AUSTIN – The House on Monday introduced legislation that would allow voters in Texas to decide this fall whether or not to create a low-interest loan fund to encourage electricity and gas companies to tamper with their factories, cables , compressors and pipelines.
While it is not clear whether the Senate will accept the idea, the bill is part of the response to the February winter storm by President Dade Phelan and his leadership team.
State Affairs Committee Chairman Chris Paddie R-Marshall pointed out that the power outages, which were a factor in the deaths of at least 151 Texans, had several causes.
But “the No.1 contributor” was an inability to operate in sub-zero temperatures, which accounted for 30% of the power generation capacity that was offline in the crucial days of February 15-19, Paddie said.
Republican Dan Huberty, a Republican from Humble who drafted the two measures, urged the legislature not to fail again to protect the state’s electricity grid, as he said ten years ago.
“A reliable electricity grid is one of the most important things we need to provide our communities to survive,” he said.
Referring to an ice storm that caused blackouts across much of the state but became known as the “Super Bowl storm” because it sparked festivities surrounding the game this that year in Dallas-Fort Worth, Huberty said lawmakers should offer a portfolio, not just suggestions.
“We have to have the resources to start because… in 2011 we made a huge mistake, right? he said. “We should have fixed the grid in 2011 and we didn’t.”
The constitutional amendment proposed by Huberty, Joint House Resolution 2, was sent to the Senate by a vote of 126-18. House bill 2000, an enabling bill, obtained interim approval by the same margin. The 18 opponents of each were Republicans.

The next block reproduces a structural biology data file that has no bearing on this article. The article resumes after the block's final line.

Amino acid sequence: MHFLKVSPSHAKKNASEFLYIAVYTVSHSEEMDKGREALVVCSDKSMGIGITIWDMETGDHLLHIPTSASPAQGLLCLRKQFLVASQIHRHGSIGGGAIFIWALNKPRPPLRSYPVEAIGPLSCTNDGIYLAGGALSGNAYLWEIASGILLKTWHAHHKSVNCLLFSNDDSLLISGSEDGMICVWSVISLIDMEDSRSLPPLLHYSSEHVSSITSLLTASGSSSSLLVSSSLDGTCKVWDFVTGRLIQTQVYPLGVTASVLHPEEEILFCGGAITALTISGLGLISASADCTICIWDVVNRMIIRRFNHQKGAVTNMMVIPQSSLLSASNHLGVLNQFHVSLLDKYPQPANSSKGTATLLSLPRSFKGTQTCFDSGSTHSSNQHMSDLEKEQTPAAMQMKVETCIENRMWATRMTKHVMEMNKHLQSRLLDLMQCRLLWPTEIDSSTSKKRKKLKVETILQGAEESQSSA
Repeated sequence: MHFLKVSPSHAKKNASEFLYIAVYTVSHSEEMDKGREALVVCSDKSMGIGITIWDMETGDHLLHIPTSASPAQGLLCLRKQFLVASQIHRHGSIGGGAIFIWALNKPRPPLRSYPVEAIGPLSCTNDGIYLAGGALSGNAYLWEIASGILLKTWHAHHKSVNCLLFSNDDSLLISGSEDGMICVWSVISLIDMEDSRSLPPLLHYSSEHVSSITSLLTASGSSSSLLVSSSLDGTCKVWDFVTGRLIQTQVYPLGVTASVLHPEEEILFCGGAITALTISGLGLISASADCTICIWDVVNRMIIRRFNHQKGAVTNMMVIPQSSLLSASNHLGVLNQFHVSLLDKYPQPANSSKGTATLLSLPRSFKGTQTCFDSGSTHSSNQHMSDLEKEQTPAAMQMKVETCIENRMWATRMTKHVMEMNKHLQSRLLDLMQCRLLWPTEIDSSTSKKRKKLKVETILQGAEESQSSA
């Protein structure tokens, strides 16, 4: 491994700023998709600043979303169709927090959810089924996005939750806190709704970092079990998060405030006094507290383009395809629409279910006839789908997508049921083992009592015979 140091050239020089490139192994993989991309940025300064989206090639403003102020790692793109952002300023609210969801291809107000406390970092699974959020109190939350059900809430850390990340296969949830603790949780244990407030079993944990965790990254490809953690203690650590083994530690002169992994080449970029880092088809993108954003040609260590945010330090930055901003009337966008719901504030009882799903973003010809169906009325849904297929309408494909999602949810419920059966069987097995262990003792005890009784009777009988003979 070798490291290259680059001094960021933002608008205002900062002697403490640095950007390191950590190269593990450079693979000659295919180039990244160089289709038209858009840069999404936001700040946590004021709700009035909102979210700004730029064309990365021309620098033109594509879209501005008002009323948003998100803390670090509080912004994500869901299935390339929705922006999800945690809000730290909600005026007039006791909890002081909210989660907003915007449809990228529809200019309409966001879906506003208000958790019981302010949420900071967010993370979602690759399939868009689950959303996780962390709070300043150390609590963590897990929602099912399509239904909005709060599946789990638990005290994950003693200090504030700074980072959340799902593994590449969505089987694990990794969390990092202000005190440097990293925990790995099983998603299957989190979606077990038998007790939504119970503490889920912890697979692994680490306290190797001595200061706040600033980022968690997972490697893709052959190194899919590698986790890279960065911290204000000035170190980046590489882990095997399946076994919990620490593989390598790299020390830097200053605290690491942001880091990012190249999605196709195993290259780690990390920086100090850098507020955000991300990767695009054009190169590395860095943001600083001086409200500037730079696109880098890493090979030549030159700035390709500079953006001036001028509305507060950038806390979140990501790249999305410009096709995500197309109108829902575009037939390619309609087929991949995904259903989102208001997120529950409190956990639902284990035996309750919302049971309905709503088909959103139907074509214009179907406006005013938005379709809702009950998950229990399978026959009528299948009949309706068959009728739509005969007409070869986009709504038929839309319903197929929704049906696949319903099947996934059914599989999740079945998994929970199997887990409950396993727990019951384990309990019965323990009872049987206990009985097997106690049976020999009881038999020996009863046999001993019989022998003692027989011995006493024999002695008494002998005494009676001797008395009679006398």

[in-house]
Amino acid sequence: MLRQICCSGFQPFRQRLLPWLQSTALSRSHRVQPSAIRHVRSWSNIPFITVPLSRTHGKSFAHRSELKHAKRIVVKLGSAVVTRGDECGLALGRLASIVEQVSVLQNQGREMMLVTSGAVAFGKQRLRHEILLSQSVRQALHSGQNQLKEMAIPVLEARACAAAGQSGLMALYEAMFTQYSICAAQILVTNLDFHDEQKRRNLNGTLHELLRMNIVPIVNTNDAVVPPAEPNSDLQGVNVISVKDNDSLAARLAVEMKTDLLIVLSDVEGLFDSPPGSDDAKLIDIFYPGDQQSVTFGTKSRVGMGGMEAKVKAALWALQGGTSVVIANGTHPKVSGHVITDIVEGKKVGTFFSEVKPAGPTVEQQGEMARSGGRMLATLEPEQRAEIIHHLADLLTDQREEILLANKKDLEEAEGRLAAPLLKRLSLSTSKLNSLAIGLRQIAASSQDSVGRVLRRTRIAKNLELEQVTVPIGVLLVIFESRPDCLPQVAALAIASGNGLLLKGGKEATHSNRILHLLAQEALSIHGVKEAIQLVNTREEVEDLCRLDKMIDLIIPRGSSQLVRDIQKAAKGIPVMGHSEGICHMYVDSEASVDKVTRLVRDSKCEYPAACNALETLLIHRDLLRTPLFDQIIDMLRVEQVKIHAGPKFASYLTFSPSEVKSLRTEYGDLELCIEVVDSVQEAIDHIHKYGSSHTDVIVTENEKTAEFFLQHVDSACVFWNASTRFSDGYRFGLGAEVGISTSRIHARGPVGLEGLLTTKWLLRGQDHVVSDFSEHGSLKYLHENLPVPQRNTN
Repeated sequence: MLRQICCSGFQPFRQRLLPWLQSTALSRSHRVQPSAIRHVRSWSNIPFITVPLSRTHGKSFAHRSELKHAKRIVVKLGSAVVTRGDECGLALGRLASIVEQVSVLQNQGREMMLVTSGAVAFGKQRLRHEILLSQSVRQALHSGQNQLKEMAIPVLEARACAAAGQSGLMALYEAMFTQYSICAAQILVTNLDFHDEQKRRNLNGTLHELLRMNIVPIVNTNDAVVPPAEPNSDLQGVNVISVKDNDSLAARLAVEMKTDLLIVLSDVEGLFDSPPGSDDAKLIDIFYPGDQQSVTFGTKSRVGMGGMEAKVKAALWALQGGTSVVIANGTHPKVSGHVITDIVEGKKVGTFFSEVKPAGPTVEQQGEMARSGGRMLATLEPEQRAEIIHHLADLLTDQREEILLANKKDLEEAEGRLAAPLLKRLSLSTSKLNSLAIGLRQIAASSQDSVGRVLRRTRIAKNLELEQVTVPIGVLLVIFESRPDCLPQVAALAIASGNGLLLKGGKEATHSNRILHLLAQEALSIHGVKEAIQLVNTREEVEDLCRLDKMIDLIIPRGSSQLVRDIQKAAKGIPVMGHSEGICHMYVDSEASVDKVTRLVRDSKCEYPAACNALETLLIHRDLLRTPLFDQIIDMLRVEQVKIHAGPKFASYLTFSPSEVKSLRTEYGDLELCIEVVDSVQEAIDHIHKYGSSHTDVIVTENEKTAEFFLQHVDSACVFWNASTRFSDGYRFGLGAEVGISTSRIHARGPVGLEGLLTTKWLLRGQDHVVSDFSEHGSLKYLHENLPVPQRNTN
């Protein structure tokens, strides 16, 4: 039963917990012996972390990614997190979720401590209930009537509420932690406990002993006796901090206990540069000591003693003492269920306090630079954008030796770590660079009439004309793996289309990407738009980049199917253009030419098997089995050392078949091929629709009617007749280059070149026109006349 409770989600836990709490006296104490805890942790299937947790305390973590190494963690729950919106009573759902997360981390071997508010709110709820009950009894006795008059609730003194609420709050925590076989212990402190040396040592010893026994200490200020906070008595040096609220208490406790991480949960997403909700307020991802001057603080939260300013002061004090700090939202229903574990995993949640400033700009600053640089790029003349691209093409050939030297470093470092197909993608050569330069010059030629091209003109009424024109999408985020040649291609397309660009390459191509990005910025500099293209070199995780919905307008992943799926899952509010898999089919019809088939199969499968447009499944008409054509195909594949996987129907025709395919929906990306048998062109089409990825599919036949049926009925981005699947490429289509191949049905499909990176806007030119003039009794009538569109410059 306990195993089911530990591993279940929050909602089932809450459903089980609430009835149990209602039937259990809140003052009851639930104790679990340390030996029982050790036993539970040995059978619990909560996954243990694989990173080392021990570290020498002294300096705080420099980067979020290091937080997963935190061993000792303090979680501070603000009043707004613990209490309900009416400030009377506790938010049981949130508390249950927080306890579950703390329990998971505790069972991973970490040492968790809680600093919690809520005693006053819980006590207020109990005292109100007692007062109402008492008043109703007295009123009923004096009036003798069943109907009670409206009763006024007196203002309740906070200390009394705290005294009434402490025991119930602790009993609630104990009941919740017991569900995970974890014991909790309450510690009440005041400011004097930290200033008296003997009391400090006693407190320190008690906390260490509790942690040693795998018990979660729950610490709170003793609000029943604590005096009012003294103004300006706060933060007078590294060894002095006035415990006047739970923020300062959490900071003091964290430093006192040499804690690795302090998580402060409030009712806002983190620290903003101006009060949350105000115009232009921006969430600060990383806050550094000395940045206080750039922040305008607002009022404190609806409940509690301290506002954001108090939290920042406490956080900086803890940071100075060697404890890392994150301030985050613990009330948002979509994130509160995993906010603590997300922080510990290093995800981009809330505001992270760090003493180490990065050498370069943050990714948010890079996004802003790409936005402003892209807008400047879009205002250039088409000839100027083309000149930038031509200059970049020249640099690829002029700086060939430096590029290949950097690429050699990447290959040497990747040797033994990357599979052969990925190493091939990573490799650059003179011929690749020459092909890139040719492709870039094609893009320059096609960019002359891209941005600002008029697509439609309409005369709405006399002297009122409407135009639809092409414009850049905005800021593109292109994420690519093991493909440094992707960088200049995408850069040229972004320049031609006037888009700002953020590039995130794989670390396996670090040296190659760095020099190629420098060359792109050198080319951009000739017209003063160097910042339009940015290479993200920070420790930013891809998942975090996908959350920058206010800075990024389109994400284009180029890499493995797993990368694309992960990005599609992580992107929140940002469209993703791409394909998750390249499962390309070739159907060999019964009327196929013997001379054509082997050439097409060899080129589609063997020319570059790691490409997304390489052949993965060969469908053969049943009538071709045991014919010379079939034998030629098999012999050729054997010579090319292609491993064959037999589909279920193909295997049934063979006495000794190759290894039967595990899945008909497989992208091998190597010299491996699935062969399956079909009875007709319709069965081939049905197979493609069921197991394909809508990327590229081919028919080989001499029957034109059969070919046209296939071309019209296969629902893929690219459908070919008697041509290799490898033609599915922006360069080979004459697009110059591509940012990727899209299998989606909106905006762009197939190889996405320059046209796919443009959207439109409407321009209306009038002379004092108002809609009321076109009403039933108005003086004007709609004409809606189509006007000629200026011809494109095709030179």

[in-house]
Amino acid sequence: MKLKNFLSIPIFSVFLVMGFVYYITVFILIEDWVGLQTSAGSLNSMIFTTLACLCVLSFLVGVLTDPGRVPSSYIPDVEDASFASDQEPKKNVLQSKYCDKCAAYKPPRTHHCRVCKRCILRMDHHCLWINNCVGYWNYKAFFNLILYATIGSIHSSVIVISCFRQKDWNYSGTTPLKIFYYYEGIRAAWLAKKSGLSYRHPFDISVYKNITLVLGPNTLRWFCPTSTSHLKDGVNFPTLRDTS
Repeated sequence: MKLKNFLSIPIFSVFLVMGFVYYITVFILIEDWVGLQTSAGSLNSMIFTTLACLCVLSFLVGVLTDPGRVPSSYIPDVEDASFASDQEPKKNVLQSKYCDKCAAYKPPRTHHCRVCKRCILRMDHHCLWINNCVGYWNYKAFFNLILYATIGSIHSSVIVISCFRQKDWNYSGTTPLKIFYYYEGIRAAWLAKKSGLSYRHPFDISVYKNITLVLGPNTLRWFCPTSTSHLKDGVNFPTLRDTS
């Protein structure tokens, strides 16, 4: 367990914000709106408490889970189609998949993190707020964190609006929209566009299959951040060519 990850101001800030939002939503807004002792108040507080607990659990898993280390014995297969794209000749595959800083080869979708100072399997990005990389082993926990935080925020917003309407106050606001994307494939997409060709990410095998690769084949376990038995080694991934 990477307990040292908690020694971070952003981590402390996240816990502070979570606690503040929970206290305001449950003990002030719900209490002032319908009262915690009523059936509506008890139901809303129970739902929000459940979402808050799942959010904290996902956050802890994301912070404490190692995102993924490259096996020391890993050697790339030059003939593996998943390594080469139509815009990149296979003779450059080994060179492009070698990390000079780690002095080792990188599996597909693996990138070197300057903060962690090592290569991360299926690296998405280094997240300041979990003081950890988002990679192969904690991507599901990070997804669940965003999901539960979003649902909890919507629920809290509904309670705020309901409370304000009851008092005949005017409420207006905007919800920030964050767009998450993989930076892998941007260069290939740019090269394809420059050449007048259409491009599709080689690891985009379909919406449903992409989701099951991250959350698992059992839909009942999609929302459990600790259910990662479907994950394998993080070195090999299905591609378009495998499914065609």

If approved, the legislation would create a revolving fund similar to the water infrastructure fund that lawmakers launched in 2013. The State Water Implementation Fund for Texas, or SWIFT, has helped stimulate more water reservoirs and water conservation and reuse projects.
Huberty’s plan would create the State Utilities Reliability Fund, or SURF. It would also be administered by the Texas Water Development Board.
In the House’s version of the two-year state budget, a contingency rider parked in the “wish list” section of the bill would exploit $ 2 billion in rainy days to start SURF if voters approve. .
For lawmakers, mostly in rural Texas, whose voters struggled with telecommuting and distance learning during the coronavirus pandemic due to poor or no internet connections, the new funding mechanism would help broadband providers , not just water, electricity and natural gas utilities. and power generation companies.
The fund’s objective would be to “support projects aimed at altering facilities and providing resilience during periods of high demand,” the bill says.
Representative Erin Zwiener, D-Driftwood, got wording passed that would allow “demand side” reduction projects to qualify for attractive funding.
As an example, she said it could make loans to induce Walmarts to install equipment that gives them the ability to shut off all power in an emergency except that used for refrigerators and freezers. necessary to prevent food from spoiling.
“There are a lot of gigawatts on the demand side that can be reduced at critical times,” said Doug Lewin, an independent energy consultant at Stoic Energy who applauded Zwiener’s amendment. “The demand side is a big part of the potential reliability solution.”
HB 2000 could receive a final House vote as early as Tuesday.